New Glenn: Blue Origin's Reusable Rocket

new glenn rocket blue origin
Blue Origin has so far signed up only commercial customers for its New Glenn rocket, but the company's new CEO said initial talks are underway about certifying it for U.S. government missions. (Image credit: Blue Origin)

New Glenn is an orbital launch vehicle that is expected to make its first flight around 2020. Its developer is Blue Origin, which is also making the New Shepard launcher and a crew capsule.

New Glenn continues the Blue Origin tradition of naming its boosters after American Mercury astronauts. In this case, Glenn is named after John Glenn, who made the first American orbital flight in 1962 and who returned to orbit in 1998, at age 78, for a space shuttle mission. Glenn was not only the first American to orbit in space, but also the oldest person to fly in space.

Physical statistics

Height: Two-stage version: 270 feet (82 meters) tall. Three-stage version: 313 feet (95 meters) tall

Stages: 2 or 3, including a reusable first stage

Fuel: First stage – liquid oxygen and liquefied natural gas. Upper stages: liquid hydrogen and liquid oxygen

Capacity: The two-stage version can lift 14 tons (13 metric tons) to geostationary transfer orbit, and 50 tons (45 metric tons) to low Earth orbit.

Blue Origin's New Glenn orbital rocket will come in two versions to fly people in space and will be a towering booster. This Blue Origin graphic shows how the 270 feet (82 meters) and 313 feet (95 m) tall versions of New Glenn measure up to other rockets. (Image credit: Blue Origin)


Blue Origin is traditionally reticent about sharing its plans far ahead of time, but there is some information available about the company and about New Glenn as the rocket continues development.

Blue Origin is currently developing and testing its New Shepard rocket, which also has a reusable first stage but is designed for suborbital flights. In November 2015, it became the first reusable rocket to make a soft ground landing. The company received a contract valued at $3.7 million in 2010 during an early stage of NASA's Commercial Crew Program, and is also working on a crew capsule that would ride aboard New Shepard.

For New Glenn, the rocket's planned launch profile looks like this: It will lift from a launch pad (which in a video released in 2017, looked like Launch Complex 36 at the Cape Canaveral Air Force Station in Florida, where Blue Origin is constructing a complex). Once it is above Earth, the rocket will separate its payload carrier from the first stage. This payload carrier will send a satellite into orbit, while the first stage lands safely on a ship's landing pad.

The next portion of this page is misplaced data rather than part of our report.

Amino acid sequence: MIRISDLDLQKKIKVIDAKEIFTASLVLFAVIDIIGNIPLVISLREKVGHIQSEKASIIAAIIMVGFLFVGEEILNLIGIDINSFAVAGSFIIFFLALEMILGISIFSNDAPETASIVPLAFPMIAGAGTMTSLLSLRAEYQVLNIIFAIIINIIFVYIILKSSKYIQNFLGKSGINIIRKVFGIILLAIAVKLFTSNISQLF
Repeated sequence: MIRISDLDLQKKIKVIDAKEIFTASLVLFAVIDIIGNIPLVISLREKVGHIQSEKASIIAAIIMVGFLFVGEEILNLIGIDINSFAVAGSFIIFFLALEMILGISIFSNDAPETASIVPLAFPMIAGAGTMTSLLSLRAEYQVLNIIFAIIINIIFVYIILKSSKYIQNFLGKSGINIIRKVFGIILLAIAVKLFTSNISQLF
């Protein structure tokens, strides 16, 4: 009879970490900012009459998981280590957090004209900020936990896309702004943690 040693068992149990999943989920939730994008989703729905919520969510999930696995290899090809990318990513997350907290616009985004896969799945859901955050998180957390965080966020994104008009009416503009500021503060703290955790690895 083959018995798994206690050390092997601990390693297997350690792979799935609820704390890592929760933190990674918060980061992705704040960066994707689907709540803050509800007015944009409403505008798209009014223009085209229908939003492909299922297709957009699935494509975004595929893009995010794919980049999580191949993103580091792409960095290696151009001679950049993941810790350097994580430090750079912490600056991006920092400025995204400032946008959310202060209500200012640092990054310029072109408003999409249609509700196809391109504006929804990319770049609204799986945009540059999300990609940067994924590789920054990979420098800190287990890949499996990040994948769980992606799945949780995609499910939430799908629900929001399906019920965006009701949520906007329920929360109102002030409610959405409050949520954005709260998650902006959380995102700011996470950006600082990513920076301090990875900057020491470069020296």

Blue Origin has already signed a few customers for the rocket. For example, it will put a geostationary satellite into orbit for Eutelsat Communications in 2021 or 2022. It also has contracts with smaller companies OneWeb and the Thailand-based mu Space corporation.

The company has also said it will try to certify New Glenn for national security-related government missions, which right now are largely performed by United Launch Alliance through its Atlas and Delta IV rocket lines. In the distant future, Blue Origin is also working on a possible moon flight program, called Blue Moon.

Interestingly enough, New Glenn isn't the only heavy-lift rocket from a private space company. SpaceX's Falcon Heavy made its debut flight in February 2018, setting up a probable rivalry with Blue Origin that will likely persist as the two new rocket types compete for rockets and customers.

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Elizabeth Howell
Staff Writer, Spaceflight

Elizabeth Howell (she/her), Ph.D., is a staff writer in the spaceflight channel since 2022 covering diversity, education and gaming as well. She was contributing writer for for 10 years before joining full-time. Elizabeth's reporting includes multiple exclusives with the White House and Office of the Vice-President of the United States, an exclusive conversation with aspiring space tourist (and NSYNC bassist) Lance Bass, speaking several times with the International Space Station, witnessing five human spaceflight launches on two continents, flying parabolic, working inside a spacesuit, and participating in a simulated Mars mission. Her latest book, "Why Am I Taller?", is co-written with astronaut Dave Williams. Elizabeth holds a Ph.D. and M.Sc. in Space Studies from the University of North Dakota, a Bachelor of Journalism from Canada's Carleton University and a Bachelor of History from Canada's Athabasca University. Elizabeth is also a post-secondary instructor in communications and science at several institutions since 2015; her experience includes developing and teaching an astronomy course at Canada's Algonquin College (with Indigenous content as well) to more than 1,000 students since 2020. Elizabeth first got interested in space after watching the movie Apollo 13 in 1996, and still wants to be an astronaut someday. Mastodon: